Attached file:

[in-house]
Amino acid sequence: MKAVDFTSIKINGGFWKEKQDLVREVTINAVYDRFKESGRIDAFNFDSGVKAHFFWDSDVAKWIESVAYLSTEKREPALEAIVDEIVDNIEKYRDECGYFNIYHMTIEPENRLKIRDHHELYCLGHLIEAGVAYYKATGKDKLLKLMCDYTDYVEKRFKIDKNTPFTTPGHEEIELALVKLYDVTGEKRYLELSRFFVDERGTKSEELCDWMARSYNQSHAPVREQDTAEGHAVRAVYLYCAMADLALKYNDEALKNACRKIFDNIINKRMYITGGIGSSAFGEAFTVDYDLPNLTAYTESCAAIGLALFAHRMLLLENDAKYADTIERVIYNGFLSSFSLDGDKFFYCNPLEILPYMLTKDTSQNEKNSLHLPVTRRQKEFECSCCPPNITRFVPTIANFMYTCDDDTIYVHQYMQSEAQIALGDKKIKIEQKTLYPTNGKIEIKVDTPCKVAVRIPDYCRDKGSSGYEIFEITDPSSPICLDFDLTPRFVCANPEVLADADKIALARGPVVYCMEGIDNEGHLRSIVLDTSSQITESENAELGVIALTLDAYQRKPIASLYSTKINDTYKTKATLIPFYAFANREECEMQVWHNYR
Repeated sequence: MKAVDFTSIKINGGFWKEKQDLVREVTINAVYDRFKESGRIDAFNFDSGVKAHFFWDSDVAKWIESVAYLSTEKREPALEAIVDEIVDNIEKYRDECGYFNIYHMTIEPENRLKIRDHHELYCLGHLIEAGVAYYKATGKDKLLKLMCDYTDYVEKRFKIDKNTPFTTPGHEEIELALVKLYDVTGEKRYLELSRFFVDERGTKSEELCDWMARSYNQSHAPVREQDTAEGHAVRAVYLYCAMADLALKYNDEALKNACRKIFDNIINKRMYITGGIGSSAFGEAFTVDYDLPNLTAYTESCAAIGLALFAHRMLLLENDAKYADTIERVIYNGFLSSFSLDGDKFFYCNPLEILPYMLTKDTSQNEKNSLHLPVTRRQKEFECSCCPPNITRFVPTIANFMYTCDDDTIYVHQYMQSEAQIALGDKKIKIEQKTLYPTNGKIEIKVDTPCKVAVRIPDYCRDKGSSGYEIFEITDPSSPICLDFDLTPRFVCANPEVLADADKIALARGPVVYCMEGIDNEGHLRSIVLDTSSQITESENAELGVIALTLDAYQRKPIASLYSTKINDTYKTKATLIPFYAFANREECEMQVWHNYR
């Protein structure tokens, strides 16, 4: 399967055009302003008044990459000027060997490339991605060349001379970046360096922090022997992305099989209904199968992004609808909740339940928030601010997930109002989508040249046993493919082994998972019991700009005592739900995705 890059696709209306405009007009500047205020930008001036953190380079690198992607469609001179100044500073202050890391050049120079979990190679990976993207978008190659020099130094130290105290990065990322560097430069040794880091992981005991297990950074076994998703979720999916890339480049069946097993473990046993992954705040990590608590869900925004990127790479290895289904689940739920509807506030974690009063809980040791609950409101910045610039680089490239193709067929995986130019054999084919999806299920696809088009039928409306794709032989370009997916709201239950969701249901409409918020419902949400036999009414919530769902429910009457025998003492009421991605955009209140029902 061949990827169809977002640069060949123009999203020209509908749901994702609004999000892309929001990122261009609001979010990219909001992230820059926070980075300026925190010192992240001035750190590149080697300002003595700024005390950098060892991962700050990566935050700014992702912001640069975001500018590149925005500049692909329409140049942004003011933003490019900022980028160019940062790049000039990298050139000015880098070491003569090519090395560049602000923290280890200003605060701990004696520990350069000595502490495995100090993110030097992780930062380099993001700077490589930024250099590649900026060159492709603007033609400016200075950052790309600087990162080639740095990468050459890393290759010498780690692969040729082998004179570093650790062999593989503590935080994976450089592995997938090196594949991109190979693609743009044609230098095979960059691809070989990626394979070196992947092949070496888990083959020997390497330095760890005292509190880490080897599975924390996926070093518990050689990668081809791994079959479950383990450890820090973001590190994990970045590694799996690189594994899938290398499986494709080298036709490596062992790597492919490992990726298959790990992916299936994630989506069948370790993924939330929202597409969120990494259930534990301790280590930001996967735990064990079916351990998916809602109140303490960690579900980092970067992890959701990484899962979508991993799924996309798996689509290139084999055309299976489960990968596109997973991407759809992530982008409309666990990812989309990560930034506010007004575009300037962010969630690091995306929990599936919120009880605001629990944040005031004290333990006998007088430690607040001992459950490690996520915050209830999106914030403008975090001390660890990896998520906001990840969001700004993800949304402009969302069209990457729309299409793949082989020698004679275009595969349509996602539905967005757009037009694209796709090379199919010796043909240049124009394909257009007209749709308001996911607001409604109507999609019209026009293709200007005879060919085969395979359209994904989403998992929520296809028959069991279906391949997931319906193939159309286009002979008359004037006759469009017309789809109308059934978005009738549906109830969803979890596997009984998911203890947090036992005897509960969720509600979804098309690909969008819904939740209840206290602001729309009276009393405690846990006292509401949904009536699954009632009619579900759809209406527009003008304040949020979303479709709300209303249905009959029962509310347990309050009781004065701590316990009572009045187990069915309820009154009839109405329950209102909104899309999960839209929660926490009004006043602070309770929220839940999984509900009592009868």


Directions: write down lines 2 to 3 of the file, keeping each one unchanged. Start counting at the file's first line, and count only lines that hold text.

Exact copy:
Amino acid sequence: MKAVDFTSIKINGGFWKEKQDLVREVTINAVYDRFKESGRIDAFNFDSGVKAHFFWDSDVAKWIESVAYLSTEKREPALEAIVDEIVDNIEKYRDECGYFNIYHMTIEPENRLKIRDHHELYCLGHLIEAGVAYYKATGKDKLLKLMCDYTDYVEKRFKIDKNTPFTTPGHEEIELALVKLYDVTGEKRYLELSRFFVDERGTKSEELCDWMARSYNQSHAPVREQDTAEGHAVRAVYLYCAMADLALKYNDEALKNACRKIFDNIINKRMYITGGIGSSAFGEAFTVDYDLPNLTAYTESCAAIGLALFAHRMLLLENDAKYADTIERVIYNGFLSSFSLDGDKFFYCNPLEILPYMLTKDTSQNEKNSLHLPVTRRQKEFECSCCPPNITRFVPTIANFMYTCDDDTIYVHQYMQSEAQIALGDKKIKIEQKTLYPTNGKIEIKVDTPCKVAVRIPDYCRDKGSSGYEIFEITDPSSPICLDFDLTPRFVCANPEVLADADKIALARGPVVYCMEGIDNEGHLRSIVLDTSSQITESENAELGVIALTLDAYQRKPIASLYSTKINDTYKTKATLIPFYAFANREECEMQVWHNYR
Repeated sequence: MKAVDFTSIKINGGFWKEKQDLVREVTINAVYDRFKESGRIDAFNFDSGVKAHFFWDSDVAKWIESVAYLSTEKREPALEAIVDEIVDNIEKYRDECGYFNIYHMTIEPENRLKIRDHHELYCLGHLIEAGVAYYKATGKDKLLKLMCDYTDYVEKRFKIDKNTPFTTPGHEEIELALVKLYDVTGEKRYLELSRFFVDERGTKSEELCDWMARSYNQSHAPVREQDTAEGHAVRAVYLYCAMADLALKYNDEALKNACRKIFDNIINKRMYITGGIGSSAFGEAFTVDYDLPNLTAYTESCAAIGLALFAHRMLLLENDAKYADTIERVIYNGFLSSFSLDGDKFFYCNPLEILPYMLTKDTSQNEKNSLHLPVTRRQKEFECSCCPPNITRFVPTIANFMYTCDDDTIYVHQYMQSEAQIALGDKKIKIEQKTLYPTNGKIEIKVDTPCKVAVRIPDYCRDKGSSGYEIFEITDPSSPICLDFDLTPRFVCANPEVLADADKIALARGPVVYCMEGIDNEGHLRSIVLDTSSQITESENAELGVIALTLDAYQRKPIASLYSTKINDTYKTKATLIPFYAFANREECEMQVWHNYR